Sensitive Teeth

Tooth Sensitivity Explained

Do your teeth ever feel sensitive after eating or drinking something hot or cold? You’re not alone: one estimate found that about 35 percent of the U.S. population experiences similar symptoms. You experienced what we call tooth sensitivity: tooth discomfort or pain in response to a change in temperature, pressure, or even the presence of sweet or acidic foods. So what causes tooth sensitivity?

Generally speaking, a tooth feels sensitive because dentin, the main tissue that makes up the “body” of the tooth, is transmitting sensations to the nerves deep within. When those nerves relay these sensations to the brain, they’re felt as pain. But why does this occur in the first place? Let’s take a closer look at the inside of your tooth.

Dentin supports the tooth, but is extremely sensitive.

The inner structural material of teeth is the bony, but sensitive, dentin.

The Anatomy of Your Tooth

Dentin is hard, dense, bony tissue which normally cannot be seen. It is covered by ultra-hard enamel on the visible part of the tooth, and by softer tissue called cementum on the roots (under the gumline). Dentin is made up of a large number of tiny pores or tubes. When exposed, these tubes can be stimulated by temperature or other factors, resulting in pain and sensitivity.

How does dentin become exposed? Genetic factors, periodontal disease, excessive brushing – or a combination of these factors – may cause receding gums, which reveals some of the tooth’s root surfaces.

A diet including excessive acid (which is especially found in certain sodas and sports drinks) may further contribute to erosion of tooth surfaces. Since these acids soften the outer surfaces of the teeth, brushing soon after drinking them makes things worse, gradually wearing away the tooth surfaces. (A better practice is to wait for thirty minutes to an hour, which allows your saliva the opportunity to neutralize the acid. You can also rinse with water before brushing your teeth.)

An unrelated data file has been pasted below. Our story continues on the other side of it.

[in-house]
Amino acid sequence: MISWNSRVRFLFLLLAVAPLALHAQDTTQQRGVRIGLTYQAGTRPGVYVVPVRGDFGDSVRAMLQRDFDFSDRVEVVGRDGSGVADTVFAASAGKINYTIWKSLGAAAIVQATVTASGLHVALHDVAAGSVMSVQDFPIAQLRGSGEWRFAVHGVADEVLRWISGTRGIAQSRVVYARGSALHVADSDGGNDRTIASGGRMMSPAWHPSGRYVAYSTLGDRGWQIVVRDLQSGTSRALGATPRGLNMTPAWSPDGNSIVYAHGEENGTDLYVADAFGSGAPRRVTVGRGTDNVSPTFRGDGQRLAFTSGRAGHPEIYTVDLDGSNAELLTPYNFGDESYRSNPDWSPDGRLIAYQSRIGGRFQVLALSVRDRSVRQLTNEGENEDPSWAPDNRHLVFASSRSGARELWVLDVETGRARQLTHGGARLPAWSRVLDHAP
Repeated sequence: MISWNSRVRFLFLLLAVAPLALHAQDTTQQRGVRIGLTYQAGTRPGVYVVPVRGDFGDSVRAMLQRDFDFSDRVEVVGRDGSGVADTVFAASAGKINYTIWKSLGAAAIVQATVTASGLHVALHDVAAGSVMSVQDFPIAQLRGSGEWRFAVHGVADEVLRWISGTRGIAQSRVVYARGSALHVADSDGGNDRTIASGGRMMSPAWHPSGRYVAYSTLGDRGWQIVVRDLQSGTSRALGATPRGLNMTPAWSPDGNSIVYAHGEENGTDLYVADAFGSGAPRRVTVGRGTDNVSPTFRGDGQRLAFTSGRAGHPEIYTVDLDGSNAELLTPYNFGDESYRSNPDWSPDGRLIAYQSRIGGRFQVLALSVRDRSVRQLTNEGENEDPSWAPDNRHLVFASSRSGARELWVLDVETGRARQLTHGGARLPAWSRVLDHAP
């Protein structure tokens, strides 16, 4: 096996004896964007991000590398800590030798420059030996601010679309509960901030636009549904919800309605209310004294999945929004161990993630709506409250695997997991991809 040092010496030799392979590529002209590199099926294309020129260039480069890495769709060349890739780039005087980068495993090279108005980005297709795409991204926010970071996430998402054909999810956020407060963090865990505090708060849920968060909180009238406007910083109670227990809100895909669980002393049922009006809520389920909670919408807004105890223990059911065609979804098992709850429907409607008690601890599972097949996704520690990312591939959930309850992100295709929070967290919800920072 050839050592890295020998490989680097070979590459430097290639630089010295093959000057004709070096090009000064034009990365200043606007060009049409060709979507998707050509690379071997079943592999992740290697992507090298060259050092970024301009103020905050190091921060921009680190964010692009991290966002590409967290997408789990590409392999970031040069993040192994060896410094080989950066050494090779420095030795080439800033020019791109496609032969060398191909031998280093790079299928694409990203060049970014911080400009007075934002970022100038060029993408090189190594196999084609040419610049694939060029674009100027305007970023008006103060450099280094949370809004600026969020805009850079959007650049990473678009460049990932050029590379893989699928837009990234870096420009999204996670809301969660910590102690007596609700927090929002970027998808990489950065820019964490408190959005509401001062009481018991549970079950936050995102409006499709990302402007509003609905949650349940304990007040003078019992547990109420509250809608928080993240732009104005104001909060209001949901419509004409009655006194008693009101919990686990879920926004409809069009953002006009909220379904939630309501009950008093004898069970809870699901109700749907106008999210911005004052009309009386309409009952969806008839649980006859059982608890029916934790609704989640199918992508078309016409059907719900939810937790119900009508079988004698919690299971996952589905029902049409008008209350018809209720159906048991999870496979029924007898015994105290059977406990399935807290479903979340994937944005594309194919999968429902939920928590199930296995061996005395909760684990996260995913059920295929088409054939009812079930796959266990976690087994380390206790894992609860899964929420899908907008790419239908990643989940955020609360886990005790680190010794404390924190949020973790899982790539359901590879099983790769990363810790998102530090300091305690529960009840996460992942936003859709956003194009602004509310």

Tooth decay is another cause of sensitivity. Decay may work itself all the way down to the nerves, causing escalating pain. At times, dental work itself may be the cause of sensitivity. For example, it may take a few days after filling a cavity for the tooth to return to normal.

What To Do About Tooth Sensitivity?

If your irritation is minor, ensure you use a soft-bristled toothbrush and that you are not brushing too long or hard. (The dentists at the Yuba City Dentistry Group can ensure you are using correct brushing technique.) Your toothpaste should contain fluoride, which strengthens tooth enamel and helps prevent erosion. You may also find toothpaste which is specifically designed for sensitive teeth to be helpful. Toothpaste without silica, which is essentially an abrasive, will also wear away less enamel. It is not common, but still available in the dental products aisles of most stores.

If your tooth pain persists or intensifies, make sure to come in for an examination. We’ll diagnose the problem, and outline the best possible treatment for your circumstances. Treatment options include prescribing a special mouth rinse or fluoride varnish. Bonding agents may also be used to seal the dentin surface and provide a barrier to stimuli causing sensitivity. Most importantly, tooth sensitivity may be a warning sign of other problems. So don’t delay — the sooner we begin treatment, the better for your teeth!

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